Environmental campaigners have called on Brent Council to immediately stop investing in fossil fuels on the basis it represents “bad policy, bad economics, and bad politics”.

A presentation from Divest Brent to the council’s cabinet yesterday (Tuesday, April 6), delivered by Cllr Matt Kelcher (Lab, Kensal Green), criticised the council pension fund’s backing of non-renewable energy.

Supported by a petition with 1,400 signatories, it suggested failing to take action will mean the council will “remain part of the problem” when it comes to tackling global warming.

Cllr Kelcher said continued investment in fossil fuels is at odds with the fact the council declared a climate emergency in 2019, while Brent would be at risk of “being left behind” if it did not follow nine other London boroughs in committing to divestment.

He added the current process does not make economic sense, highlighting a response to a Freedom of Information request which suggested the pension fund “might have lost £8 million by not divesting before the [Covid-19] pandemic”.

And he believes such investments are not sustainable with petrol and diesel “clearly on the way out” with fewer and fewer people likely to make use of such fuels.

“It’s happening, it’s inevitable and, at the moment, we’re behind the curve,” Cllr Kelcher said.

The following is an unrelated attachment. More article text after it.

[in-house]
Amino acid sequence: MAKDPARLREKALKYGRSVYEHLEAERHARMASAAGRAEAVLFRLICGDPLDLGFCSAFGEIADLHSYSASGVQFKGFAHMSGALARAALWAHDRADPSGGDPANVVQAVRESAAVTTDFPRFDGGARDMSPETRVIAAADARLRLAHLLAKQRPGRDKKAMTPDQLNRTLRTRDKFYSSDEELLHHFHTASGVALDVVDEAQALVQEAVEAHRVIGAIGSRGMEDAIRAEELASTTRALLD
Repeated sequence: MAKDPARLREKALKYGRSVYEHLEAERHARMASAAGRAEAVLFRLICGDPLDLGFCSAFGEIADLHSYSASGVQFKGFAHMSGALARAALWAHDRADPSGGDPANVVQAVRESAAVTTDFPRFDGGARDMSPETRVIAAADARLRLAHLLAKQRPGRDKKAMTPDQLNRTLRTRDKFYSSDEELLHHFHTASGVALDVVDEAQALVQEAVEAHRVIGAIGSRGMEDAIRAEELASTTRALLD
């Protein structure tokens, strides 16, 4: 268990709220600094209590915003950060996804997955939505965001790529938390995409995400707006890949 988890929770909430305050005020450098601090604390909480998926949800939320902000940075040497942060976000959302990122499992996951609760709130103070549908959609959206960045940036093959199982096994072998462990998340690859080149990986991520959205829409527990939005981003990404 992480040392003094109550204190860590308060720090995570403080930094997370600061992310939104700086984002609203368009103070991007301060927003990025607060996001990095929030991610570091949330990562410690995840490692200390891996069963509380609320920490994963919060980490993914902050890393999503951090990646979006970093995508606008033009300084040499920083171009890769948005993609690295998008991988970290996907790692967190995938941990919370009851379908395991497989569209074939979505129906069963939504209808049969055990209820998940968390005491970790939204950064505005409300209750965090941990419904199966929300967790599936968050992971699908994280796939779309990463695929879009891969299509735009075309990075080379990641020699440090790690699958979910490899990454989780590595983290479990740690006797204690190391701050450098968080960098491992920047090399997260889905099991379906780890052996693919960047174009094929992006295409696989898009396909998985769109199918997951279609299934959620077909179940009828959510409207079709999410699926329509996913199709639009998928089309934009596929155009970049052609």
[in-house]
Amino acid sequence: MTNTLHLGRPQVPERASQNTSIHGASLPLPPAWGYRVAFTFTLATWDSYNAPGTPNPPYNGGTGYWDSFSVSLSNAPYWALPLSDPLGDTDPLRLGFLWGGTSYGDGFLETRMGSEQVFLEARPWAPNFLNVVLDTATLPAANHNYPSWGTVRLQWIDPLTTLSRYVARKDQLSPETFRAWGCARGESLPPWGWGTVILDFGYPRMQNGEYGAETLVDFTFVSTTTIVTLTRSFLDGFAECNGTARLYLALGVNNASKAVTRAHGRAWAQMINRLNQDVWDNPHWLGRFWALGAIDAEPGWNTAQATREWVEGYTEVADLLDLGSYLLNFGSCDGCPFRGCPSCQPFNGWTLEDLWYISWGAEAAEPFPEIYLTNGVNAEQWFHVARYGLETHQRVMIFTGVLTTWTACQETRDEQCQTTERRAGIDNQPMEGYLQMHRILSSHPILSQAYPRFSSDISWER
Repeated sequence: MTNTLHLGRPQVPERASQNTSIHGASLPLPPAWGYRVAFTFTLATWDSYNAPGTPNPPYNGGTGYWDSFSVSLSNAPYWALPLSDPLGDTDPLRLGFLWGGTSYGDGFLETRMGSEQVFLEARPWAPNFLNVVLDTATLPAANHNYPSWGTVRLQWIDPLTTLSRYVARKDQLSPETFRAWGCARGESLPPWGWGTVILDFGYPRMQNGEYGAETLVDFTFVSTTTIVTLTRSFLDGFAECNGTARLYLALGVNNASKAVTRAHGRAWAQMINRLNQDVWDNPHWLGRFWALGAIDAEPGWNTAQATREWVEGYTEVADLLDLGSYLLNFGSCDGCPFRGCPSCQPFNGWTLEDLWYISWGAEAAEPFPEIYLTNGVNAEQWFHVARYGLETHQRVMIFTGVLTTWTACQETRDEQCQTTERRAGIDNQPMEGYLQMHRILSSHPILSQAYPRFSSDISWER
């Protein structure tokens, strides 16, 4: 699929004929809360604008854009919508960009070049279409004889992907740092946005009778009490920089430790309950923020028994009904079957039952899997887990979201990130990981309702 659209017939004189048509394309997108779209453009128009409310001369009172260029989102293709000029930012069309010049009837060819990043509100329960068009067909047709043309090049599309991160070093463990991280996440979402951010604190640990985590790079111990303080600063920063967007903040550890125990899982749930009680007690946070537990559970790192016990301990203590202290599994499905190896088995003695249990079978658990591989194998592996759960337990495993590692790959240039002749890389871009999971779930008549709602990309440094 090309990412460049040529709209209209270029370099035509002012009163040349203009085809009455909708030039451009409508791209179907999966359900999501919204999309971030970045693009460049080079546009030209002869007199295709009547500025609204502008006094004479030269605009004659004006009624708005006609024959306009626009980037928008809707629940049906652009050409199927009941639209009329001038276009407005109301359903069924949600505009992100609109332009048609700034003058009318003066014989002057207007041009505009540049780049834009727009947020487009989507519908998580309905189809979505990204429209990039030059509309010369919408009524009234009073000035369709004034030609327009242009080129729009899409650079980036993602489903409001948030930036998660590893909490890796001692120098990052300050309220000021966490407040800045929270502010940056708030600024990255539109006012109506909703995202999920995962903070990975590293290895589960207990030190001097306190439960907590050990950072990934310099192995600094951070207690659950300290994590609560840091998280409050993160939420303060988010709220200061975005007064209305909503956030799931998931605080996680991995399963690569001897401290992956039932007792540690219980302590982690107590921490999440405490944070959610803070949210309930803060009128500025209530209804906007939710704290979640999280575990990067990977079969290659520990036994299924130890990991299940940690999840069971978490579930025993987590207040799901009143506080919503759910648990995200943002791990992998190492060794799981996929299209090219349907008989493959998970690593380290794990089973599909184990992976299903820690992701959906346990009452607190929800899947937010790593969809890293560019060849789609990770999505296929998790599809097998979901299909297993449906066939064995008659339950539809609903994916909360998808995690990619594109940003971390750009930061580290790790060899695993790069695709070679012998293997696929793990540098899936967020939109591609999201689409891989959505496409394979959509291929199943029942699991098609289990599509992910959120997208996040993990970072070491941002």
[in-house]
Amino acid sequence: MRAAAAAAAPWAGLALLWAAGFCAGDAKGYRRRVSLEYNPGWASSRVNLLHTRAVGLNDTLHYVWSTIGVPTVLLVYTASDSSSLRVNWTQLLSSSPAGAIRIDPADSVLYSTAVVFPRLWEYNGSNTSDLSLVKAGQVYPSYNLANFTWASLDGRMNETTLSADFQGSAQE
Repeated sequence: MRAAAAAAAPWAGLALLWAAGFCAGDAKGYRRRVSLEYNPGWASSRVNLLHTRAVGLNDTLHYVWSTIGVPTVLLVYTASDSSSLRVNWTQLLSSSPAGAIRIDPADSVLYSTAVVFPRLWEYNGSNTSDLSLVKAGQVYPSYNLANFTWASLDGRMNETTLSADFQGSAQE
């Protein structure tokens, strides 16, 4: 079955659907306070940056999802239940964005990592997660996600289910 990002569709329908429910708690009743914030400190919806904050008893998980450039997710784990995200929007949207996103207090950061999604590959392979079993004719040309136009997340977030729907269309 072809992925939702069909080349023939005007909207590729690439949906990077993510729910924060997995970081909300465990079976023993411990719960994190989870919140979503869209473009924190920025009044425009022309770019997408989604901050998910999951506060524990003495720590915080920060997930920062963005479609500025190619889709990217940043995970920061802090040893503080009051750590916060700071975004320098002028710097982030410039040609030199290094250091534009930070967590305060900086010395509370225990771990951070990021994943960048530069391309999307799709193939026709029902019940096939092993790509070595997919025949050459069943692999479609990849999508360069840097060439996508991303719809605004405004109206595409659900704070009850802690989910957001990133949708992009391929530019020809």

“Do it now while we can make most of an impact – it will show we were a council on the right side of history, had the right values at heart and was prepared to take action.”

Cllr Margaret McLennan (Lab, Northwick Park), deputy leader of Brent Council, explained immediate divestment would have an “enormous impact” on people’s pensions.

However, she said there was a clear commitment from the council to “actively” look at investing in renewable energy and that it would work with campaigners to help create a “cleaner, greener, healthier Brent”.

She was supported by Cllr Muhammed Butt (Lab, Tokyngton), leader of Brent Council, who said the council was “well on the way on a positive journey” on this issue and would “move towards divestment responsibly”.

Simon Erskine, co-ordinator of Divest Brent, acknowledged these responses but stressed quick, decisive action is necessary to limit the amount of environmental damage.

He said: “We welcome any moves by the pension fund to invest sustainably and to help with the transition to renewable energy – but the fact is that whatever green investments the fund may have, while it continues to invest in fossil fuels it is part of the problem.

“We therefore look forward to working with the council to develop a roadmap for divestment in the short-term.”